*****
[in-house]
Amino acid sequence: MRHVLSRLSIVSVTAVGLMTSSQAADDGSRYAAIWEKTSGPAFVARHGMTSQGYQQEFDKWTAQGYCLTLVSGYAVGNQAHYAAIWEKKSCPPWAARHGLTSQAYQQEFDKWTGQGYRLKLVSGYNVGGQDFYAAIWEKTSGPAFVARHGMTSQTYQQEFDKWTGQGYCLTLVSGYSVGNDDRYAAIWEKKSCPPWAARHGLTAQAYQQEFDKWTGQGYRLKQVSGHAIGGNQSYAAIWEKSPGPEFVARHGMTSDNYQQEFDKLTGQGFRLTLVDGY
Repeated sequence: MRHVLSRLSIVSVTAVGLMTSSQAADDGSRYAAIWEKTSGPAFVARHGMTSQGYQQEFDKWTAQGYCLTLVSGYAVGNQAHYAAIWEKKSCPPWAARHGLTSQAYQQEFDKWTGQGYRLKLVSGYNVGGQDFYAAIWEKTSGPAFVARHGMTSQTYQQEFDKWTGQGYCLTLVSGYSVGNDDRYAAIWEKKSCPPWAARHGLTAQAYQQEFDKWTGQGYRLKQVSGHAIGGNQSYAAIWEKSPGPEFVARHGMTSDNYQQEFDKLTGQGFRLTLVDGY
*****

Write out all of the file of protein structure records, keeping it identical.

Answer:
[in-house]
Amino acid sequence: MRHVLSRLSIVSVTAVGLMTSSQAADDGSRYAAIWEKTSGPAFVARHGMTSQGYQQEFDKWTAQGYCLTLVSGYAVGNQAHYAAIWEKKSCPPWAARHGLTSQAYQQEFDKWTGQGYRLKLVSGYNVGGQDFYAAIWEKTSGPAFVARHGMTSQTYQQEFDKWTGQGYCLTLVSGYSVGNDDRYAAIWEKKSCPPWAARHGLTAQAYQQEFDKWTGQGYRLKQVSGHAIGGNQSYAAIWEKSPGPEFVARHGMTSDNYQQEFDKLTGQGFRLTLVDGY
Repeated sequence: MRHVLSRLSIVSVTAVGLMTSSQAADDGSRYAAIWEKTSGPAFVARHGMTSQGYQQEFDKWTAQGYCLTLVSGYAVGNQAHYAAIWEKKSCPPWAARHGLTSQAYQQEFDKWTGQGYRLKLVSGYNVGGQDFYAAIWEKTSGPAFVARHGMTSQTYQQEFDKWTGQGYCLTLVSGYSVGNDDRYAAIWEKKSCPPWAARHGLTAQAYQQEFDKWTGQGYRLKQVSGHAIGGNQSYAAIWEKSPGPEFVARHGMTSDNYQQEFDKLTGQGFRLTLVDGY